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False allegation of impotency against husband is cruelty under the Hindu Marriage Act
Kirti Nagpal Vs Rohit Girdhar
About/from the judgment:
A false allegation of impotency against the husband in the written submissions, even if made as a "counter-allegation", amounts to cruelty by the wife under the Hindu Marriage Act, Delhi High Court has held.
The Court was dealing with an appeal preferred by the Appellant-wife against an order of the Family Court allowing the Respondent-husband's petition for grant of divorce under Section 13(1)(ia) of the Hindu Marriage Act, 1955 (HMA).
While doing so, the Family Court had rejected the plea to declare the marriage void under Section 12 HMA.
Before the Family Court, in response to the Section 12 plea, the Appellant-wife had inter alia pleaded that the Respondent-husband was suffering from impotency/erectile dysfunction due to which the marriage had remained non-consummated.
The relief of divorce was sought after these allegations were made in the written statement.
Before the High Court, the Appellant-wife sought the setting aside of the divorce order. She prayed that instead, her petition of restitution of conjugal rights be heard and decided on merits.
The Appellant-wife argued that the impugned order was passed in an arbitrary manner and that she wanted to save the matrimonial alliance.
The Respondent-husband contended that the false, reckless and venomous allegations made against him in the written submissions amounted to cruelty and no self-respecting person would continue in a matrimonial alliance with such a partner.
The High Court noted that the allegation of the Appellant-wife was rejected by the Family Court on the basis of the testimony of an expert witness who upon physical examination found the Respondent-husband to be a normal male adult with no problem of impotence.
In view of the testimony, the Court held that such a false allegation of impotency, even in the written submissions, was nothing but mental cruelty within the meaning of Section 13(1)(ia) of the HMA.
"(Mental cruelty) is primarily contextual, pertaining to human behaviour or conduct with respect to matrimonial duties and obligations. It is therefore, essential to see whether the conduct of the party is of such a nature, that a reasonable person would neither tolerate the same, nor be reasonably expected to live with the other party.", the Court said.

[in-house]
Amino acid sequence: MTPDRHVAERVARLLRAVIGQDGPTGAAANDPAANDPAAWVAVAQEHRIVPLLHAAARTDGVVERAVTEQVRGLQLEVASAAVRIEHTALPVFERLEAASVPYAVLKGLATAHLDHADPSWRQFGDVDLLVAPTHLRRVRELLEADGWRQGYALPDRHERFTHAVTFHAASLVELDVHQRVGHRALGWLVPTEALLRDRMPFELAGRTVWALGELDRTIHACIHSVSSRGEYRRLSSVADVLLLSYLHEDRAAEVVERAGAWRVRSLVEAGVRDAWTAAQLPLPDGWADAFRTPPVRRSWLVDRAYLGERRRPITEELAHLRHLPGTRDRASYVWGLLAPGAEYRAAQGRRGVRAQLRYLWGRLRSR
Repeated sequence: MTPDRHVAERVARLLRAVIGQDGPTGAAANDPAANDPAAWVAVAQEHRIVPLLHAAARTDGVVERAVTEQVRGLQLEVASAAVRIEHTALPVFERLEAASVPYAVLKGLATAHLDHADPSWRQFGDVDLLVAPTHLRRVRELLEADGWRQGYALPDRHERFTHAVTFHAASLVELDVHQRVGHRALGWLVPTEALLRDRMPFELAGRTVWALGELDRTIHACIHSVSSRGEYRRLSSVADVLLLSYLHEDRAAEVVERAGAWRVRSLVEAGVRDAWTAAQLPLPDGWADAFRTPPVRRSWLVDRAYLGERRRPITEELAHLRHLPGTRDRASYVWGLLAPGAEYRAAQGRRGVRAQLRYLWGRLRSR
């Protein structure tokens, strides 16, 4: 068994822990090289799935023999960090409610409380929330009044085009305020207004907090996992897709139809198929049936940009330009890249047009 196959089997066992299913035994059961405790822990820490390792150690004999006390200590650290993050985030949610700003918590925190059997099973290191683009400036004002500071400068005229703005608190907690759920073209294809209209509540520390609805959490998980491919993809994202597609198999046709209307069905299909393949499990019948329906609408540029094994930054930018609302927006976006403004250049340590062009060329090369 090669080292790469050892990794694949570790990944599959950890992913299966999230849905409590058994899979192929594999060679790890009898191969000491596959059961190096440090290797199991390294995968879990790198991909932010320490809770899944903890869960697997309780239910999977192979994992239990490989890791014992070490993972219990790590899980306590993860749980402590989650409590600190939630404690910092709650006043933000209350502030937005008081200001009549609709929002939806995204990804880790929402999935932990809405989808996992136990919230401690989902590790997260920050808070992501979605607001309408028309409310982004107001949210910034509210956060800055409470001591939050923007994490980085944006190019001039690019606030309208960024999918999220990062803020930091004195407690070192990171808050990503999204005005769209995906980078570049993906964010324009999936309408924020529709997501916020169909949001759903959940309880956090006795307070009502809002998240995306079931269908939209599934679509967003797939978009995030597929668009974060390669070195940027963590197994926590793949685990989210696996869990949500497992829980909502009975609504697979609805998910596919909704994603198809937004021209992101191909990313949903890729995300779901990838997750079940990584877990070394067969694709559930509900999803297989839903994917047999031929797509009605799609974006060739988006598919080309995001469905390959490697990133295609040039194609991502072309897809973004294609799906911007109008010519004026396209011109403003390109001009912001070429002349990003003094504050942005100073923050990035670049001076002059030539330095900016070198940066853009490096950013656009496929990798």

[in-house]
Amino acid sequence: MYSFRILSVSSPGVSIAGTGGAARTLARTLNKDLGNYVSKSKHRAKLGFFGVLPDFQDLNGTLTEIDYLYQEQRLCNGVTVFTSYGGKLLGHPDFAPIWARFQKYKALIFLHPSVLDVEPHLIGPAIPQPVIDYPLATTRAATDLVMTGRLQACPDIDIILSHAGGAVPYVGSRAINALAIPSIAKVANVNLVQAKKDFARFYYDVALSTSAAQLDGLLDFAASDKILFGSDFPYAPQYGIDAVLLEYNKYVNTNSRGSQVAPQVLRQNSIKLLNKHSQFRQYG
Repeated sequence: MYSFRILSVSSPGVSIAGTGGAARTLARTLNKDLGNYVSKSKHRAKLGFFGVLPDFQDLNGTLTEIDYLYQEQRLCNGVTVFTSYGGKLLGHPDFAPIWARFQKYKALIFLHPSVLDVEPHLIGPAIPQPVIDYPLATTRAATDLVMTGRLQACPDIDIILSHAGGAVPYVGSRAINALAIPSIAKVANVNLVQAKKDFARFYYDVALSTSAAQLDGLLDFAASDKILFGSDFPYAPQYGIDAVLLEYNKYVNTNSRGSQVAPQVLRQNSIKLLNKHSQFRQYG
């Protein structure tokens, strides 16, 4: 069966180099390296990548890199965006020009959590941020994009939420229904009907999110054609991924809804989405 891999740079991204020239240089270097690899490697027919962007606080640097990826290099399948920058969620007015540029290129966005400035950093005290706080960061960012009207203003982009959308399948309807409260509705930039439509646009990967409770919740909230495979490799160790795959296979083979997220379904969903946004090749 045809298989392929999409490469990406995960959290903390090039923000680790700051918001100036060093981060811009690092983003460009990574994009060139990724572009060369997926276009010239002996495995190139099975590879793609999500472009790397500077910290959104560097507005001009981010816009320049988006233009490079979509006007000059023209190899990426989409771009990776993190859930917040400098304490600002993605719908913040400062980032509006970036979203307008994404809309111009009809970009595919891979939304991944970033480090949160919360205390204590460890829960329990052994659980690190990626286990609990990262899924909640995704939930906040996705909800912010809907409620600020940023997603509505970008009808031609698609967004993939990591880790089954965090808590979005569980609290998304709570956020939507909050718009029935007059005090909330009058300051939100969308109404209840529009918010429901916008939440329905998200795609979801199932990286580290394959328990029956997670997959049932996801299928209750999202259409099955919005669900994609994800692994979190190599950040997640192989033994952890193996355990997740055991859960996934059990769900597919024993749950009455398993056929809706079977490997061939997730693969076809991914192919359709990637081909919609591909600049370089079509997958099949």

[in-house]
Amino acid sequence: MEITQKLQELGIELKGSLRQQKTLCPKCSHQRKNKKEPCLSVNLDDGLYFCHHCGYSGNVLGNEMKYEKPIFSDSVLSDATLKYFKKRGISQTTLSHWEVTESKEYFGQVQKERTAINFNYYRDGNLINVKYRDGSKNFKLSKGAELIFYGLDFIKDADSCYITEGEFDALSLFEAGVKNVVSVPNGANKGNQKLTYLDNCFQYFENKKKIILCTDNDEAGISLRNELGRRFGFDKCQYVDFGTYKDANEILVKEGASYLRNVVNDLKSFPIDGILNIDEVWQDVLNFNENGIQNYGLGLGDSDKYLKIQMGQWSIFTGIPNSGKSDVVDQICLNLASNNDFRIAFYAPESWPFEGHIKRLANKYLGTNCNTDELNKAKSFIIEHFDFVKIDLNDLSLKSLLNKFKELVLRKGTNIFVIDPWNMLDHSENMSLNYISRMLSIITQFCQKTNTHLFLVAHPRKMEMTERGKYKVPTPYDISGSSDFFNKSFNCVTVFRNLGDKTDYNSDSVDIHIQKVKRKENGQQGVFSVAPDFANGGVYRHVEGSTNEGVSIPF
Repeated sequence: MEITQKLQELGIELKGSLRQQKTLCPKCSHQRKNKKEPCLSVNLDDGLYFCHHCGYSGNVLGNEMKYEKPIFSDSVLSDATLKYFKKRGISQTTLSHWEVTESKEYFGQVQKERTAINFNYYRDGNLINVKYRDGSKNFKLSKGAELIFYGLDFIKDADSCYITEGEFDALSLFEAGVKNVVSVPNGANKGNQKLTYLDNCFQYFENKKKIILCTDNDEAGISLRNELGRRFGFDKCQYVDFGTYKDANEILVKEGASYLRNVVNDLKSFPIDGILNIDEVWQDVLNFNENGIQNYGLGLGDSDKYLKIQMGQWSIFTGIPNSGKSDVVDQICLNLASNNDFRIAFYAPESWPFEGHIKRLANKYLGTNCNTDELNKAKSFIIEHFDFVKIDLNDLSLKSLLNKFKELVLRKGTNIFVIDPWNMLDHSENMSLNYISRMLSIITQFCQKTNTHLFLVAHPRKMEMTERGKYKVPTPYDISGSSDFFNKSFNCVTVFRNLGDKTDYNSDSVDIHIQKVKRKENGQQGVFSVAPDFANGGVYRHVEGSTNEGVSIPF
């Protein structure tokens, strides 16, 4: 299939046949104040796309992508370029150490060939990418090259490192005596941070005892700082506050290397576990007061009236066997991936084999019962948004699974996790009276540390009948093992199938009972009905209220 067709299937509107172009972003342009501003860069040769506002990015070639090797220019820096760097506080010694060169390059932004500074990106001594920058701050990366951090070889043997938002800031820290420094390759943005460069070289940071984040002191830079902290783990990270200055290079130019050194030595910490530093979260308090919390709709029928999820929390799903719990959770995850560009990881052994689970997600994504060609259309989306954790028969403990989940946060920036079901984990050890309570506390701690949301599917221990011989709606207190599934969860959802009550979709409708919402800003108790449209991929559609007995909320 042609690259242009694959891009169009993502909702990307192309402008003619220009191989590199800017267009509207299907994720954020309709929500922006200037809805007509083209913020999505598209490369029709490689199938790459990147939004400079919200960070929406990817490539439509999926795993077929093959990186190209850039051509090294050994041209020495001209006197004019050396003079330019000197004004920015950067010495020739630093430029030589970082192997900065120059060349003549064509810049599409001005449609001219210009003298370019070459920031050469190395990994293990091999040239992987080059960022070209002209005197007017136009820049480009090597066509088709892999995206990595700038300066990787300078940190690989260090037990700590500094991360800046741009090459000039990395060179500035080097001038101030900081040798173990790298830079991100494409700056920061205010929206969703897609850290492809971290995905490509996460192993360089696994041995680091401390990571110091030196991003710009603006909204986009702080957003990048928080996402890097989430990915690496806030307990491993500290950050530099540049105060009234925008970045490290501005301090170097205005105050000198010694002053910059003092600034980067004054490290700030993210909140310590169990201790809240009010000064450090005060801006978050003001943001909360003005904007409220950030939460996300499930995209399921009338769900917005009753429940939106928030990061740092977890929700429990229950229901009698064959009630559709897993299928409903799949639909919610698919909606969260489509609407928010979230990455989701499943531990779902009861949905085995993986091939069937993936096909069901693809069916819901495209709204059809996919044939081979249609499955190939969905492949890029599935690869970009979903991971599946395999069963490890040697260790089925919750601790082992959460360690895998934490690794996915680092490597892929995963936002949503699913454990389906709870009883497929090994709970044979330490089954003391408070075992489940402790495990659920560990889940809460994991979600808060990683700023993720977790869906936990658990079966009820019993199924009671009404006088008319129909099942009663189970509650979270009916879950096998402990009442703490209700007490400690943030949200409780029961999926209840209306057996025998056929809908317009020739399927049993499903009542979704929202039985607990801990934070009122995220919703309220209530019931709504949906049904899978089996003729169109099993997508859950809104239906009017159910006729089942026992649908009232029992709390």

The Court stressed upon the significance of pleadings in matrimonial proceedings and refused to accept the Appellant-wife's stand that the allegations of impotency were only in the nature of counter-allegation.
The Court remarked,
"The averments made by a party in its pleadings before a Court of law have to be given due sanctity and have to be treated with seriousness. These allegations made in the pleadings are brought in the public domain and the Court is expected to give its verdict on the basis of the allegations and the counter-allegations made by the parties. No party can be excused of recklessness in allegations made before the Court of law. The consequences of false assertions have to follow.. Even in V. Bhagat's case (supra), the Supreme Court had taken a strong view of the matter with respect to false allegations, opining that such allegations made in a formal pleading filed in the Court went far beyond the reasonable limits of the wife's defense."
The Court also referred to Section 20 HMA to state that the averments made in the pleadings would be treated as evidence and the court was empowered to act upon unfounded allegations made in pleadings.
In view of the fact that throughout the litigation, the Appellant-wife had been reinforcing the allegation of impotency, the Court opined,
"These false accusations which could not be proved are bound to cause deep hurt and anguish to the Respondent, who can reasonably apprehend that it would be perilous for him to live with the appellant. It is also abundantly clear that due to the mental pain, agony and suffering caused by the false accusations, the Respondent cannot be asked to put up with the conduct of the Appellant and to continue to live with her."
Recognizing there was irretrievable breakdown of the marriage, the Court concluded that the Family Court's order could not be faulted with.
"..we find no infirmity in the findings and observations of the trial court that the allegation of the Appellant in the Written Statement with respect to the impotency clearly falls within the concept of cruelty as defined under law.", it held.
The appeal was thus dismissed.
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